Medicare Part A coverage is automatically assigned to eligible seniors when they begin receiving Medicare benefits. This is a no-cost policy that pays for inpatient care, hospitalizations, and hospice care. Medications administered in the hospital, such as surgical anesthetics, are contained within Part A coverage.
Medicare Part B pays most or all of the cost for outpatient care. This includes visits to doctors’ offices and various kinds of therapy, including many substance abuse and mental health services. Some medications, typically those administered in the office, rather than taken by the patient at home, are covered under Part B. Part B coverage is not automatically assigned to Original Medicare beneficiaries, and because there is usually a monthly premium, seniors have the ability to opt out of the plan.
Medicare Part D is the program’s prescription drug benefit. This policy pays much of the cost of self-administered medications seniors may be prescribed, though a co-payment may be due at the point of service. As with Part B, seniors can opt out of Part D coverage in favor of their own policy.
Part C is the blanket term given to Medicare group plans that are provided by private sector insurance companies. These plans, which are also known as Medicare Advantage plans, vary by state, but they all have some features in common. Every authorized Medicare Advantage plan must provide all of the benefits available through Parts A and B. Many plans also include a Part D component to pay for seniors’ prescriptions, as well as a few extras, such as orthopedic devices and eyeglasses. Monthly premiums for Part C vary somewhat, with some plans costing participants $0 a month, while others range as high as $300. The average Medicare Advantage customer pays $29 a month for full coverage, though co-payments may be due at the point of service.
Open enrollment in Medicare, or in one of the Medicare Advantage plans available in your state, begins on the first day of the month, three months before you turn 65, and it ends on the last day of the third month after your birthday. The Medicare administration recommends applying for the plan you want as early as possible to avoid gaps in coverage, as prescription drug benefits take an average of three months to transfer over. Interested seniors can apply for Medicare online at www.SocialSecurity.gov, or by calling the program’s toll-free number at 1 (800) 772-1213. Applications for Medicare are also accepted in person at local Social Security Administration offices nationwide.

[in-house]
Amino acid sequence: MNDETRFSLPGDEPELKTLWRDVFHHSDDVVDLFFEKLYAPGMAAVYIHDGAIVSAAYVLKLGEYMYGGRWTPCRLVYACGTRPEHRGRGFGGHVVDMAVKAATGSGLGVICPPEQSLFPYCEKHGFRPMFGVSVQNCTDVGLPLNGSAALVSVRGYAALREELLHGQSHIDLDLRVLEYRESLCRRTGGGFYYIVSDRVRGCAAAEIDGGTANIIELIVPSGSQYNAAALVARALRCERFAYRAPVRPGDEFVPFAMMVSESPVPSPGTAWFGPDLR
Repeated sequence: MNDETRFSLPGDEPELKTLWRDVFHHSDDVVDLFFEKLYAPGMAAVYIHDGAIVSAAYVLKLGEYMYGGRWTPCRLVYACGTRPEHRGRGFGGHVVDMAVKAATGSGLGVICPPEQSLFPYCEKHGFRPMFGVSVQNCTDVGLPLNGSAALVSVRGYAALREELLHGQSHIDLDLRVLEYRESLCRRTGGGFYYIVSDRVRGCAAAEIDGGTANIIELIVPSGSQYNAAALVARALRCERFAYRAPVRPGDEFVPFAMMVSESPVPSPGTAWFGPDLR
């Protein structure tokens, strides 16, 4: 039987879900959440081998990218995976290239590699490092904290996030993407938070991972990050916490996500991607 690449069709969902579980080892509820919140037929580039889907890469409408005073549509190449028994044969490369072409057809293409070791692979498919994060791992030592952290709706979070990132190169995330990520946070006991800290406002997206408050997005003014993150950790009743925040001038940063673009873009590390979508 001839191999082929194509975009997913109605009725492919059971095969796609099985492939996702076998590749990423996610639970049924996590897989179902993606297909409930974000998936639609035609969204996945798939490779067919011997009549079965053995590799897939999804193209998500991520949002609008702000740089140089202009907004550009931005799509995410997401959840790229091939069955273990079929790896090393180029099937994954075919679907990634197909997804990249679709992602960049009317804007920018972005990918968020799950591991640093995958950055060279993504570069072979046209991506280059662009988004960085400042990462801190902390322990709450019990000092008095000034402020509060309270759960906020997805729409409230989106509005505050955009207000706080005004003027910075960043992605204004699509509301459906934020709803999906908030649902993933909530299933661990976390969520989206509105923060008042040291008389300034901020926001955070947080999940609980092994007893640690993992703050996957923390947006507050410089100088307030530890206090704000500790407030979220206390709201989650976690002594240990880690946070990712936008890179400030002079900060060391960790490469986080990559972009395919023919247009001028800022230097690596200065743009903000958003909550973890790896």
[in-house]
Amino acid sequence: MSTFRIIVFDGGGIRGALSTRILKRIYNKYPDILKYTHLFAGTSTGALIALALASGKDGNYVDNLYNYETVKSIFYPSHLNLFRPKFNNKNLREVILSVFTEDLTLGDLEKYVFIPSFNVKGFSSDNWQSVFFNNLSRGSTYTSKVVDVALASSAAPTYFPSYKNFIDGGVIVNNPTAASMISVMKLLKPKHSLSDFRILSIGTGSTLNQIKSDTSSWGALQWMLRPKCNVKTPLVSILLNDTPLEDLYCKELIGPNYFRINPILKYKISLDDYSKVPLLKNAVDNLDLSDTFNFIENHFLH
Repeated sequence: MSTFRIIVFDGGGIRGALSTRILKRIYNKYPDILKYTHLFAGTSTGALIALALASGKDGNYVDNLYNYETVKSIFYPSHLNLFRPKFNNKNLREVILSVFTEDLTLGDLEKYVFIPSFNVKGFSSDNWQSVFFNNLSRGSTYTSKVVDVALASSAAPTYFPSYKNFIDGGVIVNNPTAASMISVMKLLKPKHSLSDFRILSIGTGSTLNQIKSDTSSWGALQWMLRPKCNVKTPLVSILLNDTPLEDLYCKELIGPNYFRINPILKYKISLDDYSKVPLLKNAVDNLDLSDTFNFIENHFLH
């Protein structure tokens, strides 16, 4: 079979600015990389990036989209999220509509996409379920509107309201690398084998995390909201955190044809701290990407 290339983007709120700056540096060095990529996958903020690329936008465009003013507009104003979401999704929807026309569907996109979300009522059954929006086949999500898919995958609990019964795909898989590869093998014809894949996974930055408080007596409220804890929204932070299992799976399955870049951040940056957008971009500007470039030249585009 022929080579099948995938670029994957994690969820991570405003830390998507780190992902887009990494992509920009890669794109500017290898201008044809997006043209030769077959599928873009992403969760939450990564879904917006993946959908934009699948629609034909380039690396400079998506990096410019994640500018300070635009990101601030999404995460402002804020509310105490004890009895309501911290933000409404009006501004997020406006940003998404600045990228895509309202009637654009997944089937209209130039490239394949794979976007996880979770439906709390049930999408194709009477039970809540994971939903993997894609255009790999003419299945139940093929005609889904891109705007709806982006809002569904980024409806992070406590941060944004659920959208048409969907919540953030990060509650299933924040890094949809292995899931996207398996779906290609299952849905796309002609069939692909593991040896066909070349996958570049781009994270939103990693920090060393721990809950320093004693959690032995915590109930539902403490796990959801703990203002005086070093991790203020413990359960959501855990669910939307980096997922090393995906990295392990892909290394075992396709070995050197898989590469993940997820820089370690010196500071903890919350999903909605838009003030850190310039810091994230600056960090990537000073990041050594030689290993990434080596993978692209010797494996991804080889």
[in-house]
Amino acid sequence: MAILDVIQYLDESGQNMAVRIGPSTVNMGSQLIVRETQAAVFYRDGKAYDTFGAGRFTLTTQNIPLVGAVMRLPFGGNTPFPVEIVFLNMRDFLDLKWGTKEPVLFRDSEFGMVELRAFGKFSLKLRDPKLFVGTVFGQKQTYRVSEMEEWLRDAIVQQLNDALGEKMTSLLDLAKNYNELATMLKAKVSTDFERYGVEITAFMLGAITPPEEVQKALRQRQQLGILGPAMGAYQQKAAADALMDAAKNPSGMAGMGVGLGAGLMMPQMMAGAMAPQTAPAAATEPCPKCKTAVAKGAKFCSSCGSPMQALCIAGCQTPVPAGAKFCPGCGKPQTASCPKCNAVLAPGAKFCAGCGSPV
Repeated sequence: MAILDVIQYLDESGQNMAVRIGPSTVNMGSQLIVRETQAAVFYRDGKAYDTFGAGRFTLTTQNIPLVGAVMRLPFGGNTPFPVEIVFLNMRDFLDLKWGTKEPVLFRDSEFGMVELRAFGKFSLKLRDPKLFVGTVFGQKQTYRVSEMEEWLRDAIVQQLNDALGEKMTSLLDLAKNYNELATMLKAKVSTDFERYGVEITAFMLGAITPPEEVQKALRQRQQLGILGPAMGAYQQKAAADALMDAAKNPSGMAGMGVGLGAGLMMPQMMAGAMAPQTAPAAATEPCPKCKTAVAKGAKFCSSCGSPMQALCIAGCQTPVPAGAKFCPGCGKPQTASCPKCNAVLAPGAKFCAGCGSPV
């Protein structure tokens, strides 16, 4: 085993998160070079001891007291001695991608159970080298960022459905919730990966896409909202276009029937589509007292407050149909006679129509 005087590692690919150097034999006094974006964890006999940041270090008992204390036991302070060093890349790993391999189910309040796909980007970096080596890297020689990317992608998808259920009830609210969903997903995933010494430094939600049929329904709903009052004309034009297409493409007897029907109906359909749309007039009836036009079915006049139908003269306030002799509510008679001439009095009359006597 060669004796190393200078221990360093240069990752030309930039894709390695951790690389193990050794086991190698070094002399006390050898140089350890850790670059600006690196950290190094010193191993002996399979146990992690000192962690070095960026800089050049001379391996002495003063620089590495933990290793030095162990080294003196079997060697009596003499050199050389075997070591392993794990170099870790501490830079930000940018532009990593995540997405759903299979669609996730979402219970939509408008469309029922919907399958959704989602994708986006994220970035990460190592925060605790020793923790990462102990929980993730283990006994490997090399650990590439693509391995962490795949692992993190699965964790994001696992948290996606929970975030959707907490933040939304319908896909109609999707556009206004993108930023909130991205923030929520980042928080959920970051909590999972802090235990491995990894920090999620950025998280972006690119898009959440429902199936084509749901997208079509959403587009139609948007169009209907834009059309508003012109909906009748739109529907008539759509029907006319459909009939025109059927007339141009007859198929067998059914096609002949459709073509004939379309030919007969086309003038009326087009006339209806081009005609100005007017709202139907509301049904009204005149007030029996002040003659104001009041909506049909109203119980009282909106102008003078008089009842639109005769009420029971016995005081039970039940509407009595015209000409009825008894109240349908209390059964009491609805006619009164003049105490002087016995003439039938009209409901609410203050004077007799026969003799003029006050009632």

No. Medicare is open to all eligible seniors and other adults who meet program criteria, regardless of income. Many Medicare Advantage and other supplemental plans do charge premiums that vary with income and assets, however, so it is important to talk with an agent to be sure you fully understand your payments and coverage limits.
Yes. Medicaid is open to all qualifying citizens and legal residents, regardless of age. Many seniors use Medicaid as a supplement to help manage the costs left unpaid by their Medicare coverage.
Yes. Both Medicare and Medicaid are required by federal law to accept all qualified applicants, regardless of their health histories or pre-existing conditions. One exception to the rule is with Medicare Advantage and other supplemental plans. These private insurance options must accept applicants who sign up during open enrollment, regardless of their health history, but late applications are subject to review, pricing, and even denial based on normal actuarial statistics, including pre-existing conditions.
Medicare Part A costs nothing to recipients. Parts B, C, D, and so on may charge a monthly premium, which may be set to $0 a month, depending on the coverage amount and where the beneficiary lives. Some Medicare Advantage plans cost more than this, though the details vary. There is no monthly premium for Medicaid coverage, and very low-income beneficiaries may get medical services with no share of cost or co-payment due at the point of service. Medicaid recipients with income or assets above a certain level may be required to pay an annual share of the cost before getting benefits. Many states’ Medicaid programs also recover spent costs from beneficiaries’ estates after they pass away, which is something to discuss with a senior planner.
Honorably discharged veterans of any branch of the U.S. military are generally eligible for health benefits from the Veterans’ Administration, as well as a TRICARE plan that covers themselves, their families, and their surviving spouses. In addition to that coverage, veterans who qualify for Medicare and/or Medicaid may take full advantage of either program or both, in addition to their military insurance.